So much for recovery....

Well.....so much for the recovery days I had promised myself in a previous post two days ago.

Tara was able to sweet talk me into a late afternoon/early evening bike ride last night.  I promised myself to take Thursday and Friday off the bike, but I succumbed to the offer.  She was itching to get some miles in after RAGBRAI and, well....

What was the offer that made me change my mind?

A good one:  To ride the Great Western Trail and then on to Mullets for dinner before the return trip.  That's 16.5 miles x 2 + 4.5 miles x 2 = 42 miles.  That sounded good after a day of score study and working on Suor Angelica and Curlew River.

We pedaled into Des Moines and made it to Mullet's in time to grab a dinner table up on the upper terrace to enjoy the wonderful summer weather...


We both had salads after splitting a 1/2 order of nachos with brisket (YUM!). 

42 miles is not quite short enough to be considered a recovery spin, but I did manage to keep it in Zone 1/2 for the entire duration of 3 hours of on the bike time.  Legs felt good and I did want to go faster on the way home, but I held it in check.  The ride cost me more TSS than I wanted to spend with a race coming up.  Needless to say, the only goal of this race may just be to finish as my legs could be too cooked to expect anything out of them other than pain and discomfort on Sunday.

We will be rough camping, so I will bring along our camping shower and 10 gallons of drinking water.  Tara will bring her road bike along to get in some weekend miles.

Friday had me out at Lake Ahquabi for a couple of hours swinging the scythe like a mad golfer to trim some of the connector section trails.  After I had built up 2 blisters, I switched to my other tool and lopped open another section that had grown in a bit too much.  I have one section of trail left to address with the scythe and one small connector section with the loppers.  Two trees need to be hit with the chainsaw.  Then the entire route is entirely opened up with no ticklers, good sight lines and should hold pretty well as we move through August and September unless a bunch of rain comes and ignites some more growth.  Token maintenance, mowing and removal of spoke/derailleur wreckers will be done in September for final preparations.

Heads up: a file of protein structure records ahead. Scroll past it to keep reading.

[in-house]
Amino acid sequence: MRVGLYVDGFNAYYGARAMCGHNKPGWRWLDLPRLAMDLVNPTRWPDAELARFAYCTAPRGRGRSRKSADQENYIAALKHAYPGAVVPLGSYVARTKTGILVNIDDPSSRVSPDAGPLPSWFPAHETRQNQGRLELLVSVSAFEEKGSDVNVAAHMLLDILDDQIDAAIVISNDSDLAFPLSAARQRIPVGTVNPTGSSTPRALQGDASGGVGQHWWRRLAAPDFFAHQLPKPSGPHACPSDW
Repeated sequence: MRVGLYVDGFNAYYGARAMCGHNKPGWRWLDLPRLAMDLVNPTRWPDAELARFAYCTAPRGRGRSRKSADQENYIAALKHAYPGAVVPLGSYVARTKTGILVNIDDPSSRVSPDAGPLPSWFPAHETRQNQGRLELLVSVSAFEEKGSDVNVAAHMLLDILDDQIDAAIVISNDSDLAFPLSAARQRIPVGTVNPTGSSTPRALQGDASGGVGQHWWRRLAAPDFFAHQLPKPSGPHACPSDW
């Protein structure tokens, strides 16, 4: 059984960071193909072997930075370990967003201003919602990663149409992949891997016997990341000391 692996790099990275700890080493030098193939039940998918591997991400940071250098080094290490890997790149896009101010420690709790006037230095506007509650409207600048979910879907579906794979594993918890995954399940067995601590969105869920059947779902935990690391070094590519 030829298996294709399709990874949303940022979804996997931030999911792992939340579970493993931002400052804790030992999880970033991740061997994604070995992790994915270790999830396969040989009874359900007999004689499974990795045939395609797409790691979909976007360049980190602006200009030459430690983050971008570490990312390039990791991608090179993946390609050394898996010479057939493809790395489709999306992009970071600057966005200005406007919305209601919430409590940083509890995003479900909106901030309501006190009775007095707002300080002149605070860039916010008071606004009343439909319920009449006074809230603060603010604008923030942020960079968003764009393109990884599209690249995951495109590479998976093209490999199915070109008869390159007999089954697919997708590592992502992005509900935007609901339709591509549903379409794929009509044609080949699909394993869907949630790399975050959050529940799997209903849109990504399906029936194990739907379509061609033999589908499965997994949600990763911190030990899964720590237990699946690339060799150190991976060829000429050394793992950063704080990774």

American Gothic and Balloons?

Odd mix for sure, but balloons and a sculpture captivated our Wednesday evening last night (with some ice cream from the Outside Scoop thrown in for good measure).   A sculpture based on Grant Wood's famous American Gothic has landed in Indianola for the next 6 months becoming the most photograhped object in years for this city.  Expect to see it on Christmas cards, announcements, family photos, blogs, Facebook, and who knows what else over the months ahead.  The city actually recently set up road blocks in front of the structure to prevent the endless stream of cars from parking in front of it to get a picture.

What most don't see in the sculpture is the point of American jobs being shipped overseas.  The country stickers on the luggage of the farmer and his spinster daughter signify all of the countries where American jobs have been shipped.  You can read about the artists, Seward Johnson, and his purpose for this project here.
Tara at 5'3" shows how tall the 30 foot sculpture is in reality...


And the Balloon Festival is underway this week with launches every day at 6:30 a.m. and p.m.  I captured a couple of shots as we headed out for ice cream last night...

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As usual, our dogs are going mashugana when they are in the sky - and especially when they fly over or near our house.  In fact, I am about to take them for their morning walk as they hear the heaters in the balloons making noise as I type this!!!